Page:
Exercise in general increases blood flow to the brain—it’s why a brisk walk can really get the creative juices flowing—but exercising in water boosts the effect. A recent study examined this. To avoid confounders, the researchers had subjects either do water- or land-based stepping exercises. Same type of movement and intensity, different medium. Those who stepped while immersed in water experienced augmented blood flow to the brain compared to landlubbers.
Even though the subjects didn’t actually swim, swimming will work. I don’t think there’s anything special about stepping. It’s the “being in water as you exercise” part that enhances the blood flow.
One study found that adding weight training to a swimmer’s routine made them more powerful in the water (“tethered swim force”) but didn’t improve actual swim performance. Another found that only swim-specific lifts (bench press and pullover) improved swim performance. This means that swimming is doing something unique to swimming. It’s making you better in the water. It’s giving you a specific type of fitness that you can’t get elsewhere.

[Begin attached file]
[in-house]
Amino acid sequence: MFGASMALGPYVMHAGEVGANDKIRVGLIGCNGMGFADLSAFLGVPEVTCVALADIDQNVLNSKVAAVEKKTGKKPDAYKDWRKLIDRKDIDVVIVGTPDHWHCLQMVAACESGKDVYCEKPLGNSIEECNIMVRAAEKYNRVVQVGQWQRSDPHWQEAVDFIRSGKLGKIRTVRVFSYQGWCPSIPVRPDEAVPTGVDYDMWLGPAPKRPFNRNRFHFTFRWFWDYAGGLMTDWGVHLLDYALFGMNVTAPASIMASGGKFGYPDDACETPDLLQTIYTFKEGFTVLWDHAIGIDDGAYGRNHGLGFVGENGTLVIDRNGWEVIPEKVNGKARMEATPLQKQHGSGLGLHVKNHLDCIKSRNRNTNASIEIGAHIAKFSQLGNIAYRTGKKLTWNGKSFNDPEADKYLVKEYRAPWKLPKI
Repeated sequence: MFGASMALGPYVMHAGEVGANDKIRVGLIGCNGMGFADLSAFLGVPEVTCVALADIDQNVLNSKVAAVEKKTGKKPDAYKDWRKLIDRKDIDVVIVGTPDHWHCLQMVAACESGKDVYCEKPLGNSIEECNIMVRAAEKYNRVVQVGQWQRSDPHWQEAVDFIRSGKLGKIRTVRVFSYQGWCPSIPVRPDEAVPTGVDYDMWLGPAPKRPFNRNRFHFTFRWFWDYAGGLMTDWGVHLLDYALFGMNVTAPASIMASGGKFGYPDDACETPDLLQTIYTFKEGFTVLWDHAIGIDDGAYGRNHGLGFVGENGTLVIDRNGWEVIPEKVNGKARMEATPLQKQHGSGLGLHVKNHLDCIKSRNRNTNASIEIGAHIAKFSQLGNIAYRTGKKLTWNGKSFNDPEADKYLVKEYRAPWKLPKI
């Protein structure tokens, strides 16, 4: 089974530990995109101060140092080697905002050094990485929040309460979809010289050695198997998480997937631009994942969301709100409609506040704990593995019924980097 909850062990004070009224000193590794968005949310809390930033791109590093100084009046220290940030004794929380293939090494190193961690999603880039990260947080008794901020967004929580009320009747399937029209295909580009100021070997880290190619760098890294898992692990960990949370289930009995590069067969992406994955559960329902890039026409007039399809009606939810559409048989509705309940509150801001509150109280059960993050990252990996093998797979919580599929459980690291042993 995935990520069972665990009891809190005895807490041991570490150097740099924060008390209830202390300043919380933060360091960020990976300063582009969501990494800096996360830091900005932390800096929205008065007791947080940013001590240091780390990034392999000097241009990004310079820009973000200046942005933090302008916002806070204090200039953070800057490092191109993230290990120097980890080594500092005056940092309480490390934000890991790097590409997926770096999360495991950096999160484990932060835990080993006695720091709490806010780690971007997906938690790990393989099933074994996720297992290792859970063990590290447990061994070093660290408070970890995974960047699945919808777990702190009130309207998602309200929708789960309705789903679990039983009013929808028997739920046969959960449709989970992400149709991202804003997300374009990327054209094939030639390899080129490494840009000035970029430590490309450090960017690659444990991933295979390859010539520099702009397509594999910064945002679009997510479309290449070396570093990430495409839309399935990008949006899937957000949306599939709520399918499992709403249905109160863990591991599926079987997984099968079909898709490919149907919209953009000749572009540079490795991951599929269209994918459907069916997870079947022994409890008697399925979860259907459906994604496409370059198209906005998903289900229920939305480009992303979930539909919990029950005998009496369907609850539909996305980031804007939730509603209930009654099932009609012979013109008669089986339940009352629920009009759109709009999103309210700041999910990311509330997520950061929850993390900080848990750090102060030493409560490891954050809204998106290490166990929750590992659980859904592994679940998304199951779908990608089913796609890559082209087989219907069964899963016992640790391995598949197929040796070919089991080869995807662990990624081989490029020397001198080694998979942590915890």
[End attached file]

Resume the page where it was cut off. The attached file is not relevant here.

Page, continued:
If your goal is total fitness and all around capacity, you can’t neglect swimming.
If you’re a competent swimmer able to fluidly and efficiently tread water, float, and move through the water, it will be very hard to drown you. The world’s about 3/4 water. You’re really limiting yourself if you’re only comfortable on land.
Everything that taxes your oxygen use builds lung capacity. Lifting weights, running sprints, jogging, hiking, sex, and competitive hopscotch can all build lung capacity. But swimming is cool because it’s an environment where you often can’t breathe even if you wanted to. It’s not like holding your breath while running, where you just have to open your mouth and inhale. It’s too easy to let a little air slip in when you’re immersed in the stuff. Being underwater makes it easier to keep from breathing because you must actively choose to breathe. It’s an extra step.